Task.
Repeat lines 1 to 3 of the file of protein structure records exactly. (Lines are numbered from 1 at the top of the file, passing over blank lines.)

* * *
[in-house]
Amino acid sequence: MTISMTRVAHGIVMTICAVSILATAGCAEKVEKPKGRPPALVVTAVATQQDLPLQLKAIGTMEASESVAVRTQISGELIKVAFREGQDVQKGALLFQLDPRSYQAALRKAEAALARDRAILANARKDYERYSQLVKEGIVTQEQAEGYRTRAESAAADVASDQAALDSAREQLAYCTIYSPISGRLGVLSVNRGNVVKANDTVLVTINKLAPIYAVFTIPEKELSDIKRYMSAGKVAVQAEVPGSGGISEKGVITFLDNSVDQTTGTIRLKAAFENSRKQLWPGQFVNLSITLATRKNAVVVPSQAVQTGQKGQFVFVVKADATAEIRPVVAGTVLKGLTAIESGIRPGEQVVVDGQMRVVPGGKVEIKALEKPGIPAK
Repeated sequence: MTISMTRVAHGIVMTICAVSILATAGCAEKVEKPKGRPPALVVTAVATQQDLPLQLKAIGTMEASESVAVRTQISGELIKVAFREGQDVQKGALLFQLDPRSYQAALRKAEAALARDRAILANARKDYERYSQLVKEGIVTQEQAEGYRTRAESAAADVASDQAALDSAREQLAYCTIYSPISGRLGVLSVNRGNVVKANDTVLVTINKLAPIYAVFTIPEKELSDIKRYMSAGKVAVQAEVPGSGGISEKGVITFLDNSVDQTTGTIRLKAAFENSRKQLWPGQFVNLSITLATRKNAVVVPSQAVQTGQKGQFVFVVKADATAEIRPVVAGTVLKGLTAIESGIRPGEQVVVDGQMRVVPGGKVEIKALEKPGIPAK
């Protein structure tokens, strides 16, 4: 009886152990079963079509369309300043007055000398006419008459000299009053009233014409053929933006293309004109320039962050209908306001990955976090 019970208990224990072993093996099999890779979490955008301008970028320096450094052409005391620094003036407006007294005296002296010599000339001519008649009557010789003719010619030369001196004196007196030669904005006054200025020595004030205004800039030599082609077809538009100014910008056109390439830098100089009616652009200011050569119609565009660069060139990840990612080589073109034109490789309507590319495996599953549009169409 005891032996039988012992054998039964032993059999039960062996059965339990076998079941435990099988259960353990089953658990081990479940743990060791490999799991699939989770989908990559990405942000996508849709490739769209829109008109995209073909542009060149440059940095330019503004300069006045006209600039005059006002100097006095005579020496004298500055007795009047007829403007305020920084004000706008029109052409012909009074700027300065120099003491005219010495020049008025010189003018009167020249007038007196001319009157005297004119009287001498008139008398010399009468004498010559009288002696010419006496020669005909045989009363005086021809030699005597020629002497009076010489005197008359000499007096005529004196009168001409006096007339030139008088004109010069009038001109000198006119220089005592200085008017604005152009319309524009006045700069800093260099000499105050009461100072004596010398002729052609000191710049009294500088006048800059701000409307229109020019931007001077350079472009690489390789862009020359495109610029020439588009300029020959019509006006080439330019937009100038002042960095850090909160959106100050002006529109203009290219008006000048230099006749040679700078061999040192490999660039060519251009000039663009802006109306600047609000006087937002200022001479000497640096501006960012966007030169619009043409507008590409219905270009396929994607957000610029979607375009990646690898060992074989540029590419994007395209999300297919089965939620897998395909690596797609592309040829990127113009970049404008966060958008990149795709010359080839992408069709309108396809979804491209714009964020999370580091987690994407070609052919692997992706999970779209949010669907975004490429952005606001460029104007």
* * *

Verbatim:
[in-house]
Amino acid sequence: MTISMTRVAHGIVMTICAVSILATAGCAEKVEKPKGRPPALVVTAVATQQDLPLQLKAIGTMEASESVAVRTQISGELIKVAFREGQDVQKGALLFQLDPRSYQAALRKAEAALARDRAILANARKDYERYSQLVKEGIVTQEQAEGYRTRAESAAADVASDQAALDSAREQLAYCTIYSPISGRLGVLSVNRGNVVKANDTVLVTINKLAPIYAVFTIPEKELSDIKRYMSAGKVAVQAEVPGSGGISEKGVITFLDNSVDQTTGTIRLKAAFENSRKQLWPGQFVNLSITLATRKNAVVVPSQAVQTGQKGQFVFVVKADATAEIRPVVAGTVLKGLTAIESGIRPGEQVVVDGQMRVVPGGKVEIKALEKPGIPAK
Repeated sequence: MTISMTRVAHGIVMTICAVSILATAGCAEKVEKPKGRPPALVVTAVATQQDLPLQLKAIGTMEASESVAVRTQISGELIKVAFREGQDVQKGALLFQLDPRSYQAALRKAEAALARDRAILANARKDYERYSQLVKEGIVTQEQAEGYRTRAESAAADVASDQAALDSAREQLAYCTIYSPISGRLGVLSVNRGNVVKANDTVLVTINKLAPIYAVFTIPEKELSDIKRYMSAGKVAVQAEVPGSGGISEKGVITFLDNSVDQTTGTIRLKAAFENSRKQLWPGQFVNLSITLATRKNAVVVPSQAVQTGQKGQFVFVVKADATAEIRPVVAGTVLKGLTAIESGIRPGEQVVVDGQMRVVPGGKVEIKALEKPGIPAK